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Friday 11th January 2013

The music played in the bar and restaurants here starts to dominate after a while. Music is such a personal thing that it's odd to be subjected to someone else's taste (or someone else's guess at what your taste might be) for such a long time with no real means of escape.
Although we haven't had to endure the same song over and over again as we did at lunch on our first full day here, there is a very limited repertoire available and the same stuff comes up quite regularly.
Indeed "How can I live without you?" was playing (only once this time) during breakfast. I started signing along, but not really knowing the words I made up my own version - "How can I live without you? I don't really know. How can I live without you? It will be tough at first, but over time I will probably get used to it" and so on. People would see good money to see me do stuff like this, but my wife seemed unimpressed. Even though she gets this gold 24 hours a day. For free. What's her problem?
I then suggested that the song might be better if it was called, "How can you live without me?" It would be a subtle change of lyric but one that would add a whole new meaning to the song. Especially if played at a funeral. I told her that I was going to record my own version of this hit, with this change of lyrics and I wanted it played as my coffin goes into the flames or is lowered into the grave. It would be nicely accusatory. Now I'm gone I assume your life is ruined and it will be hard for you to go on too. At the very least I think my living wife should join me in my grave, but to be honest all of the lives of my friends and family are so meaningless that perhaps you should all be killing yourselves right now, rather than pretending to cry and looking forward to the buffet. I suggest that we follow the Egyptian example and you all just get locked in the tomb with me. There's a pyramid outside. Get in it. It's made out of Ferrero Rocher as a nice nod to one of my routines, but I think it will be apt and chillingly ironic if my wife dies in it. I want all of you in there. You are my slaves and I am your Pharoah. Your Pharoah Rocher (this is my father-in-law's joke by the way, so all credit to him for coming up with that. Didn't think I'd get to use it, but look the opportunity presented itself. He will be delighted)
It would be cool, at least, to use your own funeral as an occasion to make everyone feel worse.
For the last few evenings we've had a drink or two before dinner in the bar where the Maldivan lady still enquires what love will be like on Jupiters. She takes a break and they always play the same compilation which includes "Ebony and Ivory" by Paul McCartney and Stevie Wonder. I've always viewed it as a slightly mawkish attempt to promote racial unity, though the analogy of black and white keys on the piano doesn't seem to give all races equity - not only are the white keys more predominant and arguably more important, there are also just two colours there leaving out anyone with skin of any shade in between. I think maybe a song about light and prisms might be more effective. Light looks one colour, but put it through a prism and it's made up of all the colours. Although not brown or black, which might look a bit exclusive, especially given light is kind of white. This is harder than it looks. How about a song about a paint pallet where all the colours exist side by side and paint a picture together, but if you mix them all together they come out brown.... hmmm actually sounds like something the BNP might take up as their theme song - keep all the colours separate or look what happens!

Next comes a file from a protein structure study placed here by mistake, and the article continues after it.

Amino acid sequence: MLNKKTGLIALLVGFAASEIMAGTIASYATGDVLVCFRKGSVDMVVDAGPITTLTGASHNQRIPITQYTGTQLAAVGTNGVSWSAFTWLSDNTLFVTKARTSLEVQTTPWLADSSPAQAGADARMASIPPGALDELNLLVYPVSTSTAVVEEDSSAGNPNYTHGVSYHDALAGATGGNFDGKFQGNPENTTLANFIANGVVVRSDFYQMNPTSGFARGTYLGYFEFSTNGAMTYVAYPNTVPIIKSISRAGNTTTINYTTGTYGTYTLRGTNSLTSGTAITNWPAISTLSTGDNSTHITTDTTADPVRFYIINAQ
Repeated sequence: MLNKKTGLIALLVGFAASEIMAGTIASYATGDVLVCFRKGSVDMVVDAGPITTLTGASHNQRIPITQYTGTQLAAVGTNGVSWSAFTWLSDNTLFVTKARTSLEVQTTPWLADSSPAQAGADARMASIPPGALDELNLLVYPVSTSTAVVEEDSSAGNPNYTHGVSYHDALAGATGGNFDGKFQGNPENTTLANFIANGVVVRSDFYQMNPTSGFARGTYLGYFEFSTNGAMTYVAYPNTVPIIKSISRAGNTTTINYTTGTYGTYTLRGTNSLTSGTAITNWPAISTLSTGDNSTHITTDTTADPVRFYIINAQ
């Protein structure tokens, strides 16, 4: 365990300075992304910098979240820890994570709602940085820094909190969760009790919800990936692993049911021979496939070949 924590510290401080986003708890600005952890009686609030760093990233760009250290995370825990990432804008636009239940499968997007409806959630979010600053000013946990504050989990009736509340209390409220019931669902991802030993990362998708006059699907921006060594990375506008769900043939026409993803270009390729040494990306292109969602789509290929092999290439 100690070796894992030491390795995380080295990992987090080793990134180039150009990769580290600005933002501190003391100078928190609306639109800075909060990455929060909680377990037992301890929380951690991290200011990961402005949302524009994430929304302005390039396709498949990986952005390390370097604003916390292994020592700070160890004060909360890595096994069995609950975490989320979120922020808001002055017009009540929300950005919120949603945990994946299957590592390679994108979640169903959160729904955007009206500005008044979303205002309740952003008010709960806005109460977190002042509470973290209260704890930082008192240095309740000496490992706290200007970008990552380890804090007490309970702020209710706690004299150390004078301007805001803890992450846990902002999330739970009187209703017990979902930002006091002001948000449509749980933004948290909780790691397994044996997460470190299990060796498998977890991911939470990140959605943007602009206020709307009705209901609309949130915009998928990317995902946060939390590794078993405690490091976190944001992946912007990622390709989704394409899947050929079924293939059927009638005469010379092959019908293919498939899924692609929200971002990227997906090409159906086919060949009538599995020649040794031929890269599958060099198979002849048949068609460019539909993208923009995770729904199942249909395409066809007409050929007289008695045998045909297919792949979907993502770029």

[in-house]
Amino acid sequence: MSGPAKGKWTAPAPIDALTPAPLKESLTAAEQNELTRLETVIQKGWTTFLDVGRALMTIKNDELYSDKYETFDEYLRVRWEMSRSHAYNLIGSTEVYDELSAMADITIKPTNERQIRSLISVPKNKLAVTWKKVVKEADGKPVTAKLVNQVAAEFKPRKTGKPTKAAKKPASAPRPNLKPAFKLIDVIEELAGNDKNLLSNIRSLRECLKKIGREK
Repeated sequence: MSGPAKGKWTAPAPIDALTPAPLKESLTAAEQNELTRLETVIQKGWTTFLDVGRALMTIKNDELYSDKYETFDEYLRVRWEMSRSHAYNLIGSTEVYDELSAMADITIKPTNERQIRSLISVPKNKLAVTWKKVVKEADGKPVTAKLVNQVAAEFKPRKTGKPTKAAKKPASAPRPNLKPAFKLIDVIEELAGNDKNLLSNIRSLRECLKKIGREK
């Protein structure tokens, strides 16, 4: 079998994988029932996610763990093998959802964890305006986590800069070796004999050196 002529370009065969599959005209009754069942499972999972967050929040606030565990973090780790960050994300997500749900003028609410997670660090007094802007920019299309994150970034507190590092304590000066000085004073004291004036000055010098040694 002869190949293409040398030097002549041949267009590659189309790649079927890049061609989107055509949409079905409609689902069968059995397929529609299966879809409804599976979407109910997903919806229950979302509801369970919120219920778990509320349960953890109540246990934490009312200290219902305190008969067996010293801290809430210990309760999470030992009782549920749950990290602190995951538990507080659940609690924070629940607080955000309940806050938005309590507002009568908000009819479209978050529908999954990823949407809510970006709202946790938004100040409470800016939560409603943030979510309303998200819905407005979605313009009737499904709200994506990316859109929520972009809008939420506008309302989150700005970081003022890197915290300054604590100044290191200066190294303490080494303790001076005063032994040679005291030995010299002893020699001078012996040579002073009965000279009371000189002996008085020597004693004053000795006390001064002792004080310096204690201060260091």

It's very hard to promote racial equality via an analogous pop song and I shouldn't knock McCartney and Wonder for their admirable, but flawed attempt.
But having listened to the song daily for a week or so I am beginning to wonder if I've got it all wrong anyway. I'd assumed it was about race relations, but I think I'm wrong.
It goes (forgive me if I get this slightly wrong - internet access is poor and I can't google it)
"Ebony and Ivory, live together in perfect harmony
Side by side on my pia-no keyboard, oh Lord, why don't we?"
I had assumed in the past that the "we" was general rather than specific there, but I think this might just be about Paul McCartney and Stevie Wonder not getting along personally. They've been stuck in a room together, trying to write a hit record. You'd think it would be easy given their individual track record, but they just aren't getting on at all. Wonder is annoyed that McCartney keeps comparing him to the incidental keys on the piano and claims he is all the regular non-sharp or flat ones. "It's not cos you're black and I'm white, Stevie, it's because I am more melodious and you're a bit unexpected and surprising."
"You be ebony then, Paul."
"No, I am ivory."
"What would Linda think of that?"
And McCartney gets riled by the ridiculous way that Wonder insists on pronouncing piano. "It's Pyano, but Pi-a-no Stevie!"
"That's what I'm saying Paul, Pi-a-no."
"No Pyano!"
"I agree Pi-a-no".
"You're saying it wrong."
In the end their only way to get out of the studio is to record a song about their disputes and the fact that they've used a musical metaphor to highlight how much they dislike each other is very apt.
It's just a song about how much Wonder and McCartney despise each other personally, misinterpreted by idiots as some kind of cack-handed attempt to make a comment about racial issues.
I may be wrong, but I don't think they ever collaborated again.

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